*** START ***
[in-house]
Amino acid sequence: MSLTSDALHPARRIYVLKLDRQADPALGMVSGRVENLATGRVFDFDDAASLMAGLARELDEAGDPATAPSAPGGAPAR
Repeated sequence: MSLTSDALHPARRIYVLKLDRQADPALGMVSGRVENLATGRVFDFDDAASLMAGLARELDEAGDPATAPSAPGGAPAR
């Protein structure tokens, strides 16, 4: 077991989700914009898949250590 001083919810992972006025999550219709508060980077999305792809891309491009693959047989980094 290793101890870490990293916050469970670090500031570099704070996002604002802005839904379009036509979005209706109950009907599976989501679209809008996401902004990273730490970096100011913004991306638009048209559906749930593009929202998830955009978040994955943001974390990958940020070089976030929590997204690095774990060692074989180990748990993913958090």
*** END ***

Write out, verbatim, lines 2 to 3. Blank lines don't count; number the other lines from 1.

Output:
Amino acid sequence: MSLTSDALHPARRIYVLKLDRQADPALGMVSGRVENLATGRVFDFDDAASLMAGLARELDEAGDPATAPSAPGGAPAR
Repeated sequence: MSLTSDALHPARRIYVLKLDRQADPALGMVSGRVENLATGRVFDFDDAASLMAGLARELDEAGDPATAPSAPGGAPAR